While ISIS has issued direct threats against the US in the past week now that the US is officially droning and "humanitarianly advising" it (after having armed it for the past year), until now it was largely broad, diffuse statements. That changed in the last few hours when ABC reported a photo has emerged via Twitter which shows a hand holding up an image of a flag for ISIS, displayed on a smartphone, on Pennsylvania Avenue in front of the White House fence, an area which is frequented by thousands of tourists every day. The photo was tweeted from an apparently pro-ISIS Twitter handle @sunna_rev on Aug. 9.
On the heels of our previous aggregation of all things Fukushima, we were 'shocked' to see the flashing red headline tear across the Bloomberg exclaiming that "The Japanese government has decided to abandon the 'frozen water wall' solution to Fukushima's meltdown." When they unveiled this "Game of Thrones"-esque 1.4km long ice-wall a year ago, we snarkily wished them luck, questioning their sanity. Of course, we got a hint when 2 months ago, TEPCO admitted that "we have yet to form an ice plug because we can’t get the temperature low enough to freeze the water." For now, there is no Plan B - though we 'wasting' JPY 32 billion on so far is helping GDP.
The record-breaking outflows in high-yield bonds are not the only indication that the U.S. economy could be on the verge of very hard times. Retail sales are extremely disappointing, mortgage applications are at a 14 year low and growing geopolitical storms around the world have investors spooked. For a long time now, we have been enjoying a period of relative economic stability even though our underlying economic fundamentals continue to get even worse. Unfortunately, there are now a bunch of signs that this period of relative stability is about to end. The following are 14 reasons why the U.S. economy's bubble of false prosperity may be about to burst...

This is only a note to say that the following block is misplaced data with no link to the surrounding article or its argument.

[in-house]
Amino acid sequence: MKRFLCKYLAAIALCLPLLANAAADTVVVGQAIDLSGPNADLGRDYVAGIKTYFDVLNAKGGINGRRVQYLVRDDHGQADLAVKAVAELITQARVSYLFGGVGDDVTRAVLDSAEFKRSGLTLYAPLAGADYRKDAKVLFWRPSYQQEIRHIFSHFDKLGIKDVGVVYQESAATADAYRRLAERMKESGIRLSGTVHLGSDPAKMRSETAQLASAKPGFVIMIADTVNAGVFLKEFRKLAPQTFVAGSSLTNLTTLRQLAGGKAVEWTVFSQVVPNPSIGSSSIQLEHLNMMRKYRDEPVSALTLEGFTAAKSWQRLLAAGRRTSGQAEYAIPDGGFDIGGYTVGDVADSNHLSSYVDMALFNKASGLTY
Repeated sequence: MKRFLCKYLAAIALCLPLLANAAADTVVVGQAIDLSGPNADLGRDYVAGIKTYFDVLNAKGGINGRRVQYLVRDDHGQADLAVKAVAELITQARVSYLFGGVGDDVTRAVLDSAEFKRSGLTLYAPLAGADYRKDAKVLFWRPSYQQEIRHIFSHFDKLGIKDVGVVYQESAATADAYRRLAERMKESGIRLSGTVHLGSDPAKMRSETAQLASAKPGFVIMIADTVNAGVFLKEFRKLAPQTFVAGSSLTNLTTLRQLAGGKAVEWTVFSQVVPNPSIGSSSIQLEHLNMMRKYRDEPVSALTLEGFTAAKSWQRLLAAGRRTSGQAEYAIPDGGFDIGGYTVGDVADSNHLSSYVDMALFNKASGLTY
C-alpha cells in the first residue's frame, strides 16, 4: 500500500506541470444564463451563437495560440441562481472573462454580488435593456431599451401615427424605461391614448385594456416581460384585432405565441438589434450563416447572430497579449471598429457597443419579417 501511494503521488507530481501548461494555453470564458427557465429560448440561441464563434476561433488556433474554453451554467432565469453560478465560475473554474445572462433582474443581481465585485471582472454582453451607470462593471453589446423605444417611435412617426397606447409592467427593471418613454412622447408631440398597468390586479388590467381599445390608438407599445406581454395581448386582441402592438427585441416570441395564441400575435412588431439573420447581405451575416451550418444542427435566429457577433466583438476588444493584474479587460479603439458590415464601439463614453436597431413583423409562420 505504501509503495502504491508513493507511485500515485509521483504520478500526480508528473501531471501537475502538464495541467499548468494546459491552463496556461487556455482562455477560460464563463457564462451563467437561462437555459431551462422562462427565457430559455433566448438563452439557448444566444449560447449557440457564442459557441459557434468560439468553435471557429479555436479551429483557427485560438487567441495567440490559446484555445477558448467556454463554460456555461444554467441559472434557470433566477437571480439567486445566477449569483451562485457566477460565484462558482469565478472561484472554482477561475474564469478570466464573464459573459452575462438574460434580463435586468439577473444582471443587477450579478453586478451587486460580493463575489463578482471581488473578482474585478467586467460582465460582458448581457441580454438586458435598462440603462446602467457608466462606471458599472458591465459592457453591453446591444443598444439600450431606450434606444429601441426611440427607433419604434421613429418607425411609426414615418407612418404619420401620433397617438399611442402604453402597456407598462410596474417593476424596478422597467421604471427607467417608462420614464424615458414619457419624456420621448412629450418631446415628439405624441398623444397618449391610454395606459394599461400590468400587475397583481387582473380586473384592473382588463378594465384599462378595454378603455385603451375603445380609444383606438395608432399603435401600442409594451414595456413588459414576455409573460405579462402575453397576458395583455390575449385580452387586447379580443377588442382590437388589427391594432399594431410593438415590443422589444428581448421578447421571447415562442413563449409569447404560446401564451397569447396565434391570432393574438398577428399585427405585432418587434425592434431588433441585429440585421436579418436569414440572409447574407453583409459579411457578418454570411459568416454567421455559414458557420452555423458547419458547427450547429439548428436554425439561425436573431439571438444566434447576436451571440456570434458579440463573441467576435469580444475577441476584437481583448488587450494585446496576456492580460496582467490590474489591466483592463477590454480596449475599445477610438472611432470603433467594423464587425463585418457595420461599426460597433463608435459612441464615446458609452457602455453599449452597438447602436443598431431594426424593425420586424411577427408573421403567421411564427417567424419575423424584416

When considering the catalysts for silver, let’s first ignore short-term factors such as net short/long positions, fluctuations in weekly ETF holdings, or the latest open interest. Data like these fluctuate regularly and rarely have long-term bearing on the price of silver. We're more interested in the big-picture forces that could impact silver over the next several years. The most significant force, of course, is governments’ abuse of “financial heroin” that will inevitably lead to a currency crisis in many countries around the world, pushing silver and gold to record levels; but here are seven more...
Qatar, the world's richest nation per capita (and awkward home of US central command in The Middle East), has used its wealth to fund Hamas in the Gaza Strip, bankrolls (as we detailed here) Islamists fighting Syrian President Bashar Assad, and backed the Muslim Brotherhood and President Mohamed Morsi in Egypt - before he was deposed. As Bloomberg reports, they have additionally let other extremist groups raise money in Qatar, according to the U.S. Treasury Department - all in an effort to 'support' the gas pipelines that the tiny nation needs to maintain its uber-wealth. Qatar’s support for militants has angered its neighboring conservative monarchies... so, it is an intriguing shift that now, as Bloomberg reports, finds the terrorist-funding-nation mediating between Israel and Hamas to end the Gaza conflict.
"Far away from Congress is the real forgotten man, the taxpayer who foots the bill... For if human liberty is to survive in America, we must win the battle to restore honest money."
"the paper money disease here may take many years to run its course...but when that day arrives, our political rulers will probably find that foreign war and ruthless regimentation is the cunning alternative to domestic strife."